Accepted paper:

Best friends forever or informant-researcher for now?: the moral quandaries of interpersonal relationships in a school-based ethnography

Author:

Melinda Herron (The University of Melbourne)

Paper short abstract:

Anthropological angst about balancing friendship and research in the field is common. We often dwell only on our role in moral responsibility. Yet, this paper explores the unpredictable nature of interpersonal field relationships and questions how much power we, as anthropologists, have over them.

Paper long abstract:

The Alice Goffman debate has landed ethnographic methods in the line of fire. As an anthropologist studying teenagers in a high school, issues of participant vulnerability and litigious precariousness shape my ethnographic practice. How to 'do no harm' and 'do benefit' to my informants whilst collecting fruitful, often personal, information poses moral quandaries at regular intervals. Yet, how much of the interpersonal relationship is within my control? Challenging a litigious frame of reference, how much responsibility rests with the anthropologist? Based on year-long fieldwork in a marginalised, culturally diverse school in Melbourne investigating everyday cosmopolitanism among students, this paper explores the oft-asked question 'are we friends or are you just using me for your book?' and the personal and situational forces that are brought to bear on the informant-ethnographer relationship. Despite the constancy of the anthropologist's interactional style, the locational context and research agenda, informant-researcher encounters at school produced disparate interpersonal outcomes, ranging from the mutually fulfilling and uplifting to the disastrous and distressing. Drawing on three informant-researcher relationships, this paper argues that connections and junctures with informants are fleeting and unstable, influenced by differing and shifting meanings, expectations, practices and performances of friendship across different contexts and participants. In an unstable environment, where the informant and researcher both have emotions on the line, where does power lie and who controls the outcome? This paper aims to draw out rich ethnographic discussion about moral responsibility, agency and relationships in the field.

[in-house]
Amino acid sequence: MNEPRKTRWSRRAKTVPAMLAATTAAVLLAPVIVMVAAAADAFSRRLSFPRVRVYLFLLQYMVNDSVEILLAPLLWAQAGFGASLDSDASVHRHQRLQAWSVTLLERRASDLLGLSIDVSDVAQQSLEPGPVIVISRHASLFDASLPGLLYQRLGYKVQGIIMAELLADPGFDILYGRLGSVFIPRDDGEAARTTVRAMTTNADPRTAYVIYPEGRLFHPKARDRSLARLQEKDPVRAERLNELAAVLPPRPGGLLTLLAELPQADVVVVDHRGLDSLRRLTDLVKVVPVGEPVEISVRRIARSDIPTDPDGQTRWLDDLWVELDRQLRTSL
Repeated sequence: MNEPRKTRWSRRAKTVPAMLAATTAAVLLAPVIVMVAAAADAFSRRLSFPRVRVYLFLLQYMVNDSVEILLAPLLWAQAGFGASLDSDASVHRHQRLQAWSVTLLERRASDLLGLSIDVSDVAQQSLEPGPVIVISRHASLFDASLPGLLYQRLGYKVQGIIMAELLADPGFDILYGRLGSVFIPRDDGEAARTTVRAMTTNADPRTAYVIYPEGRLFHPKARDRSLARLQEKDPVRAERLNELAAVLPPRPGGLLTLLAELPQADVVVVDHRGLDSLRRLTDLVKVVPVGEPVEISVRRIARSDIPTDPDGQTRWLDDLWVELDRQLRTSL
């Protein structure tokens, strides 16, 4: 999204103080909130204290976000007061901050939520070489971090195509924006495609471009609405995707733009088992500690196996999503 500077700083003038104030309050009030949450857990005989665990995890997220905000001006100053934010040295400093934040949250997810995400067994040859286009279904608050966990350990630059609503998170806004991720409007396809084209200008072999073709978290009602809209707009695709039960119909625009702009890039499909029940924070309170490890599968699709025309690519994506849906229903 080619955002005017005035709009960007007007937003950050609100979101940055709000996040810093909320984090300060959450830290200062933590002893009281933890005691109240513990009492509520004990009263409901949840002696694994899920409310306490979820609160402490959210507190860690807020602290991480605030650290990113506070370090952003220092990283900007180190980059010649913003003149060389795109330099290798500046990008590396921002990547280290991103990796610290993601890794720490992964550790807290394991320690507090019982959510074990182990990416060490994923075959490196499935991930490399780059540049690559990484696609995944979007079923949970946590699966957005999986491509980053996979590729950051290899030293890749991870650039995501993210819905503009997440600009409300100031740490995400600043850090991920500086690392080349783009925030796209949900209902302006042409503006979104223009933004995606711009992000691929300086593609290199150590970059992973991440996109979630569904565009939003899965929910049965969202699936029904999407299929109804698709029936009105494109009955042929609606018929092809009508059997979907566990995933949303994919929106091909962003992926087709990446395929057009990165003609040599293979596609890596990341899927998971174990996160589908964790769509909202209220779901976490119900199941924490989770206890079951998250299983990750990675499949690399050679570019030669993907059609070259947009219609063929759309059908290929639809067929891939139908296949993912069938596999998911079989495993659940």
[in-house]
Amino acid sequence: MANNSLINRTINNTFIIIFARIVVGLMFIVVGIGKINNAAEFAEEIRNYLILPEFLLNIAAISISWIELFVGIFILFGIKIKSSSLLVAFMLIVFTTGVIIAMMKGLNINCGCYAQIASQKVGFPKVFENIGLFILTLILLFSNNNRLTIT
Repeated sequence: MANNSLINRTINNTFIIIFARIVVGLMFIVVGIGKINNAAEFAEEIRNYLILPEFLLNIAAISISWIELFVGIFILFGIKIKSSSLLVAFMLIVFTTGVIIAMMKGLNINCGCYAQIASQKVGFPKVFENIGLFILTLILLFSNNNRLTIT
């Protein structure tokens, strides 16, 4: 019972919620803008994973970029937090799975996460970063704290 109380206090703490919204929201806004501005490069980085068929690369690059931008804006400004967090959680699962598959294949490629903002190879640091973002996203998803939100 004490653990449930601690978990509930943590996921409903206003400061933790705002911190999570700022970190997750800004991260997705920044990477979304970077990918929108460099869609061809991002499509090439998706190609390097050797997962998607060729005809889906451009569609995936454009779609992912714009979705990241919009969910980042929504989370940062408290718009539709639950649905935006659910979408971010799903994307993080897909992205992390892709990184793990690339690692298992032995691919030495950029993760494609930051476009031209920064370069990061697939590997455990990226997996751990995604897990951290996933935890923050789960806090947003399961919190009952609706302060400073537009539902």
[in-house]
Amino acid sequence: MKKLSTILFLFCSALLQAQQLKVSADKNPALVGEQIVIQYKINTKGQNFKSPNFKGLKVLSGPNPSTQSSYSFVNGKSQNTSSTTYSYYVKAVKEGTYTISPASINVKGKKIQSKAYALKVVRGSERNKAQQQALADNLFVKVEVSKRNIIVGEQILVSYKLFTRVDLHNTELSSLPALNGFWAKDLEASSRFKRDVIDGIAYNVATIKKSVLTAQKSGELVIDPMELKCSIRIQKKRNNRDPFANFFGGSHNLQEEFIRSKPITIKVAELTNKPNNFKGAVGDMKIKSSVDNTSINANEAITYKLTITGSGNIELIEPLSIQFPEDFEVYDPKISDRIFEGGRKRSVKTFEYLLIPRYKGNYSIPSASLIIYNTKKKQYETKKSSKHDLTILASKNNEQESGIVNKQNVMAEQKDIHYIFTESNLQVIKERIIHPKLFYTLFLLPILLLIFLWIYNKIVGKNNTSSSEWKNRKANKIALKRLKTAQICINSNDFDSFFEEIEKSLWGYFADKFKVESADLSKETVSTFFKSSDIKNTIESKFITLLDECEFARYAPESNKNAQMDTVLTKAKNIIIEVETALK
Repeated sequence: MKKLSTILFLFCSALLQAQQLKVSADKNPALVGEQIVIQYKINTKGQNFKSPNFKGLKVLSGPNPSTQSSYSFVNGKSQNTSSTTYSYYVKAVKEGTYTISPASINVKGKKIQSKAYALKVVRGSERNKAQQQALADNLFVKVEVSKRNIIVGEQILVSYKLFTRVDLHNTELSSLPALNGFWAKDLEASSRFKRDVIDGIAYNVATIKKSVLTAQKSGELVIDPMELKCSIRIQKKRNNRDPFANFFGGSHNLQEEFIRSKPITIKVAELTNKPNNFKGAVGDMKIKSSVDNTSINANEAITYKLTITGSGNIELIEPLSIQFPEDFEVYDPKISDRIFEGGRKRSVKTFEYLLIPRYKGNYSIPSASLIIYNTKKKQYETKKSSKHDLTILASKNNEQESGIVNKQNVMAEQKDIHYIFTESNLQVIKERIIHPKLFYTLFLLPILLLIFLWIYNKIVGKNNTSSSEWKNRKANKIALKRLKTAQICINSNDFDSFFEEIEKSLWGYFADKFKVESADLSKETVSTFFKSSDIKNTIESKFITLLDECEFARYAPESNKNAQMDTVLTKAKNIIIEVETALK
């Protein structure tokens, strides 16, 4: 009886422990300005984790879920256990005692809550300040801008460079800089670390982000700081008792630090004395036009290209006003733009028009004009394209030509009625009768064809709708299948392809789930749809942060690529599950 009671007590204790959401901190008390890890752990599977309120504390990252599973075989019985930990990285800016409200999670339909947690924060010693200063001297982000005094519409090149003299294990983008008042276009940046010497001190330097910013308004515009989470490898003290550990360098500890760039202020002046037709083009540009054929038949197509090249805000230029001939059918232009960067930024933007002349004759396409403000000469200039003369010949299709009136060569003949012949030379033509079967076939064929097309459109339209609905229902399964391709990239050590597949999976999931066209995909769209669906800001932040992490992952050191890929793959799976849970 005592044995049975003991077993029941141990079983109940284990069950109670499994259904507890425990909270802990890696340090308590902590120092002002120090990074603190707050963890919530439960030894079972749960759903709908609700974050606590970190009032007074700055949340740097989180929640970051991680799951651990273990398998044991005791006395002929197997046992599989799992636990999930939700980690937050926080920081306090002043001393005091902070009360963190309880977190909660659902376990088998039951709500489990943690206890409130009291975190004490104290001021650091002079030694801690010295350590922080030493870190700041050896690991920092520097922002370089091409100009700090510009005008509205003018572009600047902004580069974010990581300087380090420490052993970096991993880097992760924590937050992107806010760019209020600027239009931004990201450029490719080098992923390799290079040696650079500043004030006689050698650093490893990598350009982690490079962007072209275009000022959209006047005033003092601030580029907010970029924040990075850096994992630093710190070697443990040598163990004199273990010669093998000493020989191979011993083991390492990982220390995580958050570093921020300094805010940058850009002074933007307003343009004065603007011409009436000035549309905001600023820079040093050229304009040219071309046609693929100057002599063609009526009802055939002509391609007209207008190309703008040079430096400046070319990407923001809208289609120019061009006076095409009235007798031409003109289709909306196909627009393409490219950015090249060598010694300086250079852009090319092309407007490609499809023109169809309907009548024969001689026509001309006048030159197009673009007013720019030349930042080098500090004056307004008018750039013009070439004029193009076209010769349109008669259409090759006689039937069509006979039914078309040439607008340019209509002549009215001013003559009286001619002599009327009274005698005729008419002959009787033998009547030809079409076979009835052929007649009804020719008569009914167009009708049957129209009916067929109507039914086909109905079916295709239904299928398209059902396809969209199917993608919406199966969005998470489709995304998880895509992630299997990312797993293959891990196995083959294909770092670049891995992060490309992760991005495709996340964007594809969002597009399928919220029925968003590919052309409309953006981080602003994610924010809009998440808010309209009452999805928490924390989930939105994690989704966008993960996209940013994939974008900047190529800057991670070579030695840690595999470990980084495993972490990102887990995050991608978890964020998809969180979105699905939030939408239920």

panel Ethn03
Intimacy & information: dilemmas of power, trust and property in the informant encounter